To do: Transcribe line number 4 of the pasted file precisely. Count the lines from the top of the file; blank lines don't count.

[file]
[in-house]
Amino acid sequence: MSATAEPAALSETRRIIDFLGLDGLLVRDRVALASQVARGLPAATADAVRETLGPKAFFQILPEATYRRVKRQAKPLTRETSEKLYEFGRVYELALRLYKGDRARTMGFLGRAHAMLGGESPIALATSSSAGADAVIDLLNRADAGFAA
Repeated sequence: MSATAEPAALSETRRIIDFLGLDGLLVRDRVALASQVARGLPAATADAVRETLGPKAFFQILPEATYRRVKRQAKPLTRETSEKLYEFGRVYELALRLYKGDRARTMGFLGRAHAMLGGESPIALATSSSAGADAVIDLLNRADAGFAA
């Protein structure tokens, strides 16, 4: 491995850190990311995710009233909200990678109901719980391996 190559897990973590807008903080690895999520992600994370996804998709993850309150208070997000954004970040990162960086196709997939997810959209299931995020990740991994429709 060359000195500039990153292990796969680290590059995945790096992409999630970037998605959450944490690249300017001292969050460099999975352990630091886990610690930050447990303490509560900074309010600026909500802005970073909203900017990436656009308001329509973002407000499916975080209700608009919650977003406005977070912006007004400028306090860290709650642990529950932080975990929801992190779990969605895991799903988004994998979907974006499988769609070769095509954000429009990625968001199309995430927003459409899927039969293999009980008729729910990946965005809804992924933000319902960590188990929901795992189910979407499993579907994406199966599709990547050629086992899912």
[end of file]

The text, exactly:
């Protein structure tokens, strides 16, 4: 491995850190990311995710009233909200990678109901719980391996 190559897990973590807008903080690895999520992600994370996804998709993850309150208070997000954004970040990162960086196709997939997810959209299931995020990740991994429709 060359000195500039990153292990796969680290590059995945790096992409999630970037998605959450944490690249300017001292969050460099999975352990630091886990610690930050447990303490509560900074309010600026909500802005970073909203900017990436656009308001329509973002407000499916975080209700608009919650977003406005977070912006007004400028306090860290709650642990529950932080975990929801992190779990969605895991799903988004994998979907974006499988769609070769095509954000429009990625968001199309995430927003459409899927039969293999009980008729729910990946965005809804992924933000319902960590188990929901795992189910979407499993579907994406199966599709990547050629086992899912």